They can pass the year threshold. I have supplementals from February 2004.
The interesting thing to me is how Google ranks them.
I had a development site set up in late 2003 on temporary webspace (subdomain) that got spidered and listed by mistake. So I had a robots exclusion file added on 31st Dec 03 (excluding all robots).
Pages from before end of 2003 (Oct 03) were appearing as full listings and supplimental 2 weeks ago. Subdomain was killed early 2004.
I have pages that have been supplemental for that sort of timescale.
The pages show an email address in the snippet, one that we really do not want promoted and which was removed from the real page a very long time ago. Google has re-cached the pages many times, but still the email address shows in the snippet.
Just to recap. The email address in NOT on the real page. The email address is NOT in the Google cache. The email address shows in the snippet.
Another site (a development server) has been supplemental for well over a year, possibly nearly two years by now. The site was changed to being password protected about a year ago: to stop it being indexed, to stop people reading out of date information there, and to protect the PR and linking of the main site. Google still shows these supplemental pages cached from a year ago, and still keeps them in the results.
The Google URL removal tool cannot remove the pages, as the URL does not pass the criteria of either a disallow in the robots.txt file, or a disallow in a meta tag, or page not existing at all. The pages return a status of 403, but Google doesn't accept that as a criteria for delisting.
I've supplimental results of the pages which were deleted alsmot 2 years back! GOOGLE ARCHIVES!
In desperation, an email to Google got the old snippet (the one containing the email address) deleted within just a few hours.
The page still shows in search results where it should not. It still has the original title, but now has no snippet at all.
I am told that a new snippet will be generated within a few weeks, and after that time that the page will then only appear for searches on the "new" content.
Interesting g1smd - perhaps a sign of a pending large update.
I commented in another thread that I have had pages that were supplemental recenlty crawled which have not appeared in the index yet.
Is it purely a time factor for when pages become supplemental?
I also have pages going back to last march.
Moved a folder from a domain, to it's own domain Jan 2004. Used the Google URL Removal tool. The index page disappeared in 2 months. Most of the other URLS disappeared by Sept.
Just checked the stats today, 1 year and 2 months later, and I still have 404's for some pages, but mostly "long gone" images are getting pulled up.
Emailed Google, and they said, "As long as other sites are linking to you, there's nothing we can do." We tried contacting these websites with the old links, and their email doesn't work, and they haven't maintained their website since they built it in 1998.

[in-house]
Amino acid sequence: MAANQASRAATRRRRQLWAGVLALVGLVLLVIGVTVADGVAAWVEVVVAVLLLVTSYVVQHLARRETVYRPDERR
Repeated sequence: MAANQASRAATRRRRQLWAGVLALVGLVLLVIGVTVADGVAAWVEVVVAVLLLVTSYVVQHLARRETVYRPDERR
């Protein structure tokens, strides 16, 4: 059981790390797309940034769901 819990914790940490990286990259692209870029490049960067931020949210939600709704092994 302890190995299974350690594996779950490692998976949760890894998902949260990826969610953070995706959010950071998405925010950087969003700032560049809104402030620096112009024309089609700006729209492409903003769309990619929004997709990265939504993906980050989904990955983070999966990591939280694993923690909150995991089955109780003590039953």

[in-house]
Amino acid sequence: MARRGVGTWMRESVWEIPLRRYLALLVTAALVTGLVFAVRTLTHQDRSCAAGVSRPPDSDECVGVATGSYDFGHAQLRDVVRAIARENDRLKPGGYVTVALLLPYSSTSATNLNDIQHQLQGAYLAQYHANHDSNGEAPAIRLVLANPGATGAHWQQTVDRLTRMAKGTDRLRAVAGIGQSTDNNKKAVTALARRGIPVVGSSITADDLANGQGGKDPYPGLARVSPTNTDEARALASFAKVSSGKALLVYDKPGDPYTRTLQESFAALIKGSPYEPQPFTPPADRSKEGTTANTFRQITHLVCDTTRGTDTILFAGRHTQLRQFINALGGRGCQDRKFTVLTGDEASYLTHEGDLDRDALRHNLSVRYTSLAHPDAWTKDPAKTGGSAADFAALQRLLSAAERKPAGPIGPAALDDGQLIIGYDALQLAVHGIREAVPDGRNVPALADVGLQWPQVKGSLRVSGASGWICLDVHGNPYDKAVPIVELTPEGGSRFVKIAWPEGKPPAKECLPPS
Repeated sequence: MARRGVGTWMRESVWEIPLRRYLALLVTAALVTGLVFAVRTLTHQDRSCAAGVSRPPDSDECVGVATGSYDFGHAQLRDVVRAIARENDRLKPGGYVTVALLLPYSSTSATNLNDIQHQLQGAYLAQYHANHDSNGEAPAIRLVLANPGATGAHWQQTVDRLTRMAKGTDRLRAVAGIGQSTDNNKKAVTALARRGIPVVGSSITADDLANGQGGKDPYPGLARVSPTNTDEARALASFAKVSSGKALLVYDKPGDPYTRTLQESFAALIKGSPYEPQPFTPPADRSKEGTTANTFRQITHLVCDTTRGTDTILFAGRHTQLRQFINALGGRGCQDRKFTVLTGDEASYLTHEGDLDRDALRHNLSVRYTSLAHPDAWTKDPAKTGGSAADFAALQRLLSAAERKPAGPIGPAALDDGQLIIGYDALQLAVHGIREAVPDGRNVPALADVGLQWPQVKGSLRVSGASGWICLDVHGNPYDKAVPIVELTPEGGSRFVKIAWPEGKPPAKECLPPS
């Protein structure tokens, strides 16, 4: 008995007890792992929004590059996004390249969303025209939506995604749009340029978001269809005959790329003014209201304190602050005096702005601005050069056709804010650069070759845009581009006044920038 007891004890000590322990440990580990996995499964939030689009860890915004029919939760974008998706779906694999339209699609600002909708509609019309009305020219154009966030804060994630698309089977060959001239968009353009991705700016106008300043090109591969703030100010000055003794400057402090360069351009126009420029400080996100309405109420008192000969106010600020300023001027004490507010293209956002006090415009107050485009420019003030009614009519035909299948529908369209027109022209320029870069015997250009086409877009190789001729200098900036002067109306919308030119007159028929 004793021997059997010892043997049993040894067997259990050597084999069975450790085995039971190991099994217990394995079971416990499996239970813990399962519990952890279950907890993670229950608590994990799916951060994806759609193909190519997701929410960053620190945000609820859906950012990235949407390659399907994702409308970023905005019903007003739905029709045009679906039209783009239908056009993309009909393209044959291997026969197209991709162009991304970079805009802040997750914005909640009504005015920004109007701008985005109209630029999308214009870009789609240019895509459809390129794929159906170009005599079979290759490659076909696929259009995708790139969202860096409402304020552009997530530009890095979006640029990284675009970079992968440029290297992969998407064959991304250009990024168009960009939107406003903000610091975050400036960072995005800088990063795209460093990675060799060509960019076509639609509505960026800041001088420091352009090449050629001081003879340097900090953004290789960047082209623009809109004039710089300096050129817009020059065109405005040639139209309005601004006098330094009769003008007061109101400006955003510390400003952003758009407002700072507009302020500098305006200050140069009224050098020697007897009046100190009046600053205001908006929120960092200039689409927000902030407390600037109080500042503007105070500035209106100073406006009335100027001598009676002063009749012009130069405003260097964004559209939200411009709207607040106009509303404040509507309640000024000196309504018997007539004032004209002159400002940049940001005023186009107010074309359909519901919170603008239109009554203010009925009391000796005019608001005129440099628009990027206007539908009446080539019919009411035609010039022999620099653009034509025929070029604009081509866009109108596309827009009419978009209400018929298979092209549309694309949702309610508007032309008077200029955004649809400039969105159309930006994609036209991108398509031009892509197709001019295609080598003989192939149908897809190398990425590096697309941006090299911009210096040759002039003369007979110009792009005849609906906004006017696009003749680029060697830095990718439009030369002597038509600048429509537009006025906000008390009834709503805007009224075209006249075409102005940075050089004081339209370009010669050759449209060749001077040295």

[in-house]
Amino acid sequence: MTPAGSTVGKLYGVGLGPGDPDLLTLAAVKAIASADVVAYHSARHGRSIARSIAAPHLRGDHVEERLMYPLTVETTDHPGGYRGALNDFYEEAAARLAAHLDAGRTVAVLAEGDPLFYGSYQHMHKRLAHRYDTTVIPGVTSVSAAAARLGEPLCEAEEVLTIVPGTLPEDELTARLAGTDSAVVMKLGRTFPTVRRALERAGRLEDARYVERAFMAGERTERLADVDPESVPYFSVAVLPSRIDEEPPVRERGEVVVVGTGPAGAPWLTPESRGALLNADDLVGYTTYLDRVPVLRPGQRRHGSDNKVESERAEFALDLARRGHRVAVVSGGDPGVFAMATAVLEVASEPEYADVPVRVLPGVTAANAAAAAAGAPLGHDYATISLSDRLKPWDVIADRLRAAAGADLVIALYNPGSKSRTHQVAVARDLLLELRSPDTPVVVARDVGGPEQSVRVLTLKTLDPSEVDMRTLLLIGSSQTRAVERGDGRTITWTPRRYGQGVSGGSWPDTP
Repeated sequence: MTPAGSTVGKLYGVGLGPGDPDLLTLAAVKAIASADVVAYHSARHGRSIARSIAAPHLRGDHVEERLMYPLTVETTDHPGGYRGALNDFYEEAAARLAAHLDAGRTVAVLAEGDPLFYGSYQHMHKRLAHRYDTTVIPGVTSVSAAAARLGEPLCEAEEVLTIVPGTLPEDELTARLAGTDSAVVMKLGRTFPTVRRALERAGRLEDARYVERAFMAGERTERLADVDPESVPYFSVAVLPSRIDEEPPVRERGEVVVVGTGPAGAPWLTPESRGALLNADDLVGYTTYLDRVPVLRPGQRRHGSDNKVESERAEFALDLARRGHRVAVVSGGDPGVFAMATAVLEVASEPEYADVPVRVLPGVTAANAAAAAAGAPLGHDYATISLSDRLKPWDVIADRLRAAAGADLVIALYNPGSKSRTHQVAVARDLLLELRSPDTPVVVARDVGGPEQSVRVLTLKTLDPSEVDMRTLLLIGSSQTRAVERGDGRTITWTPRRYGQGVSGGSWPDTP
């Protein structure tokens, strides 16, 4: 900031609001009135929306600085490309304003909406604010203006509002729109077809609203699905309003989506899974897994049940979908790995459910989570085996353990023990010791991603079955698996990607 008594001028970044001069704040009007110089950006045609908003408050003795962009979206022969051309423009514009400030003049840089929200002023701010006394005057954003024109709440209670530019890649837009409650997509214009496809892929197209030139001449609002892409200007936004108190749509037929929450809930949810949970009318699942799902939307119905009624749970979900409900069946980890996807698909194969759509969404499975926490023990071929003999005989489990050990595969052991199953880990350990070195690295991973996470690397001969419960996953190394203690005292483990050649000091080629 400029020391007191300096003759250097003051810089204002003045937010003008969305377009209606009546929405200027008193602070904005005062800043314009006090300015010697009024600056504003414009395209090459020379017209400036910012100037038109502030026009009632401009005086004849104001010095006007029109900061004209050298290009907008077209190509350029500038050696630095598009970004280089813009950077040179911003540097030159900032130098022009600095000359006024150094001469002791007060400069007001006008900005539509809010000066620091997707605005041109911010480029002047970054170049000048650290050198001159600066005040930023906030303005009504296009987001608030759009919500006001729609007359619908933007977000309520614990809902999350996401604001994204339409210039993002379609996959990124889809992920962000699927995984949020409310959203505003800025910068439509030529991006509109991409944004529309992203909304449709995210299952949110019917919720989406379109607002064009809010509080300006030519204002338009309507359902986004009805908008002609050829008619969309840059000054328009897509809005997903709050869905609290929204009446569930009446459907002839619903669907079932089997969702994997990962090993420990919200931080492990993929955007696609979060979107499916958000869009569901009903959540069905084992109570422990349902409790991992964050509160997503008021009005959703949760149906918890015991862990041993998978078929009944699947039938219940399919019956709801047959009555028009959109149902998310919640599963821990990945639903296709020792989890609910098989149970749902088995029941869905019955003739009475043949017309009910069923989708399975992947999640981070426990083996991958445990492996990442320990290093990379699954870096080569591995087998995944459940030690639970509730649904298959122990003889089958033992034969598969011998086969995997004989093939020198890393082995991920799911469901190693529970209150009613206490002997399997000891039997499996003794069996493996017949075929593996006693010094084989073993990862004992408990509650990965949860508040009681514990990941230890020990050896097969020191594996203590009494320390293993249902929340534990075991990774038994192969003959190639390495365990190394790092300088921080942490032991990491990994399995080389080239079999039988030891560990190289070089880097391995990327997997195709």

>> Just to recap. The email address in NOT on the real page. The email address is NOT in the Google cache. The email address shows in the snippet. <<
OK. For one site, someone at Google recently deleted the snippet as I said above. Another friend has exactly the same problem, and contacted Google by the exact same route, asked the same question and was told that Google "does not manually alter snippets".
But, wait, hang on, they did delete one just a few days ago. Not everyone at Google is singing off the same hymn sheet methinks.
Now here's another funny thing. Someone else with exactly the same problem (I know about a dozen people with this problem on their own or on other sites) contacted Google yesterday, and was told that the snippet is up to date for their page, and the cache is also using content from just the day before (and was shown a search query to confirm that).
I have looked at it, and for all search terms the cache is up to date. However, for some search terms the snippet is up to date and the result looks normal, but for other search terms (including those that contain words from the email address that no longer resides on the real page or in the Google cache) the snippet is one from two years ago, and the result is marked as a Supplemental Result. So, a page can be a supplemental result for some search terms, but not necessarily all search terms, and it also then appears that Google has a separate snippet database that it uses when the result is a Supplemental Result; and that that information is NOT updated even if the real-site page content changes, and is still not updated even if the Google cache is updated.
Second supplemental results are common in the format of
site.com/directory/ normal cache
site.com/directory supplemental listing
The cache is the same on both, and is up to date.
It is the snippet of one of them that is years old.